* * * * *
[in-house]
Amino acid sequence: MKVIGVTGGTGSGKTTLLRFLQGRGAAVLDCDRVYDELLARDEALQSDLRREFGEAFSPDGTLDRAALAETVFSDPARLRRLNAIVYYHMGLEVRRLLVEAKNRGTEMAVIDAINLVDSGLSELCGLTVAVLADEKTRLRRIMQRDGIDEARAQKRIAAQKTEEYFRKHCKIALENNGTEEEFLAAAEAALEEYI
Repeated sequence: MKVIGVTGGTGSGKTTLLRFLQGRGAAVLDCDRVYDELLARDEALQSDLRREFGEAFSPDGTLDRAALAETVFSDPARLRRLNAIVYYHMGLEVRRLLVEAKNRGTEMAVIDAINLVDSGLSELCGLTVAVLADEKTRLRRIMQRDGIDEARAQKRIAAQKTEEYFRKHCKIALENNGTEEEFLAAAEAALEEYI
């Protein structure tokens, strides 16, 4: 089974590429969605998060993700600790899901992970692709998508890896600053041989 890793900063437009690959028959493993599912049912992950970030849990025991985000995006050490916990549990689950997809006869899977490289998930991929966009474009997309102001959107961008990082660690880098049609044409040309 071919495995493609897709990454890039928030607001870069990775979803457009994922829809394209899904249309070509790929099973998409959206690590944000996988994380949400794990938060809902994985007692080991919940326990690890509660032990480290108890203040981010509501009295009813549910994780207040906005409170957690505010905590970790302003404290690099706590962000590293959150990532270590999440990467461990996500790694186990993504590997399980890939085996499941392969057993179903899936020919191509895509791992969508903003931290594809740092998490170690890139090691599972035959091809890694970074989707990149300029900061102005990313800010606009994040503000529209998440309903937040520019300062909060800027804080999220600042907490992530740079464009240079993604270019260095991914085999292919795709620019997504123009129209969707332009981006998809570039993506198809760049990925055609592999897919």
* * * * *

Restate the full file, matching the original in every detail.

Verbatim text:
[in-house]
Amino acid sequence: MKVIGVTGGTGSGKTTLLRFLQGRGAAVLDCDRVYDELLARDEALQSDLRREFGEAFSPDGTLDRAALAETVFSDPARLRRLNAIVYYHMGLEVRRLLVEAKNRGTEMAVIDAINLVDSGLSELCGLTVAVLADEKTRLRRIMQRDGIDEARAQKRIAAQKTEEYFRKHCKIALENNGTEEEFLAAAEAALEEYI
Repeated sequence: MKVIGVTGGTGSGKTTLLRFLQGRGAAVLDCDRVYDELLARDEALQSDLRREFGEAFSPDGTLDRAALAETVFSDPARLRRLNAIVYYHMGLEVRRLLVEAKNRGTEMAVIDAINLVDSGLSELCGLTVAVLADEKTRLRRIMQRDGIDEARAQKRIAAQKTEEYFRKHCKIALENNGTEEEFLAAAEAALEEYI
């Protein structure tokens, strides 16, 4: 089974590429969605998060993700600790899901992970692709998508890896600053041989 890793900063437009690959028959493993599912049912992950970030849990025991985000995006050490916990549990689950997809006869899977490289998930991929966009474009997309102001959107961008990082660690880098049609044409040309 071919495995493609897709990454890039928030607001870069990775979803457009994922829809394209899904249309070509790929099973998409959206690590944000996988994380949400794990938060809902994985007692080991919940326990690890509660032990480290108890203040981010509501009295009813549910994780207040906005409170957690505010905590970790302003404290690099706590962000590293959150990532270590999440990467461990996500790694186990993504590997399980890939085996499941392969057993179903899936020919191509895509791992969508903003931290594809740092998490170690890139090691599972035959091809890694970074989707990149300029900061102005990313800010606009994040503000529209998440309903937040520019300062909060800027804080999220600042907490992530740079464009240079993604270019260095991914085999292919795709620019997504123009129209969707332009981006998809570039993506198809760049990925055609592999897919």